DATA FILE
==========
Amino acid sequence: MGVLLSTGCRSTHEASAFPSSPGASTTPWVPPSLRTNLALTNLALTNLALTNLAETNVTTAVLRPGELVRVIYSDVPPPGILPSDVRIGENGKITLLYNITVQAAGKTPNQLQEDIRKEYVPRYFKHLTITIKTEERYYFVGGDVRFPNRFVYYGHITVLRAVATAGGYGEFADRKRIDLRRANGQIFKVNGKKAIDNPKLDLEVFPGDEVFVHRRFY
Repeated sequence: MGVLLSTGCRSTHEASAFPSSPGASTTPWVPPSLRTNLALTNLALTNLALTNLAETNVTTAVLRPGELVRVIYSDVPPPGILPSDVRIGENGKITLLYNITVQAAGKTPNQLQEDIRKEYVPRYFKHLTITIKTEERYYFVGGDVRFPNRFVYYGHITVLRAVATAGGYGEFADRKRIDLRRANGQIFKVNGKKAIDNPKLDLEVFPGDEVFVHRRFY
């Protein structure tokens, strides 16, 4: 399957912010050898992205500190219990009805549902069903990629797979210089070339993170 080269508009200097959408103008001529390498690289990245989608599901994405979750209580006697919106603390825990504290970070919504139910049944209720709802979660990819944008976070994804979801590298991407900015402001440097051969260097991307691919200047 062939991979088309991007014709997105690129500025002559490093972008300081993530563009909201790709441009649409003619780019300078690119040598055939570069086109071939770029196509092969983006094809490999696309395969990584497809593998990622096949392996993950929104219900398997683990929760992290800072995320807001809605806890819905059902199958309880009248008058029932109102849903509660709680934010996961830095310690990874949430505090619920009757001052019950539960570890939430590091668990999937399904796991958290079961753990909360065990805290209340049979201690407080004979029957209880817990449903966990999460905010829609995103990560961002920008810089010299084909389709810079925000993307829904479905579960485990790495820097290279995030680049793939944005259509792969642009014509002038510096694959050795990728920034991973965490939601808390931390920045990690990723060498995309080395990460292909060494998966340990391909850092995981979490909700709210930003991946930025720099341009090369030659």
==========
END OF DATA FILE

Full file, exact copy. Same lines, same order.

Amino acid sequence: MGVLLSTGCRSTHEASAFPSSPGASTTPWVPPSLRTNLALTNLALTNLALTNLAETNVTTAVLRPGELVRVIYSDVPPPGILPSDVRIGENGKITLLYNITVQAAGKTPNQLQEDIRKEYVPRYFKHLTITIKTEERYYFVGGDVRFPNRFVYYGHITVLRAVATAGGYGEFADRKRIDLRRANGQIFKVNGKKAIDNPKLDLEVFPGDEVFVHRRFY
Repeated sequence: MGVLLSTGCRSTHEASAFPSSPGASTTPWVPPSLRTNLALTNLALTNLALTNLAETNVTTAVLRPGELVRVIYSDVPPPGILPSDVRIGENGKITLLYNITVQAAGKTPNQLQEDIRKEYVPRYFKHLTITIKTEERYYFVGGDVRFPNRFVYYGHITVLRAVATAGGYGEFADRKRIDLRRANGQIFKVNGKKAIDNPKLDLEVFPGDEVFVHRRFY
């Protein structure tokens, strides 16, 4: 399957912010050898992205500190219990009805549902069903990629797979210089070339993170 080269508009200097959408103008001529390498690289990245989608599901994405979750209580006697919106603390825990504290970070919504139910049944209720709802979660990819944008976070994804979801590298991407900015402001440097051969260097991307691919200047 062939991979088309991007014709997105690129500025002559490093972008300081993530563009909201790709441009649409003619780019300078690119040598055939570069086109071939770029196509092969983006094809490999696309395969990584497809593998990622096949392996993950929104219900398997683990929760992290800072995320807001809605806890819905059902199958309880009248008058029932109102849903509660709680934010996961830095310690990874949430505090619920009757001052019950539960570890939430590091668990999937399904796991958290079961753990909360065990805290209340049979201690407080004979029957209880817990449903966990999460905010829609995103990560961002920008810089010299084909389709810079925000993307829904479905579960485990790495820097290279995030680049793939944005259509792969642009014509002038510096694959050795990728920034991973965490939601808390931390920045990690990723060498995309080395990460292909060494998966340990391909850092995981979490909700709210930003991946930025720099341009090369030659």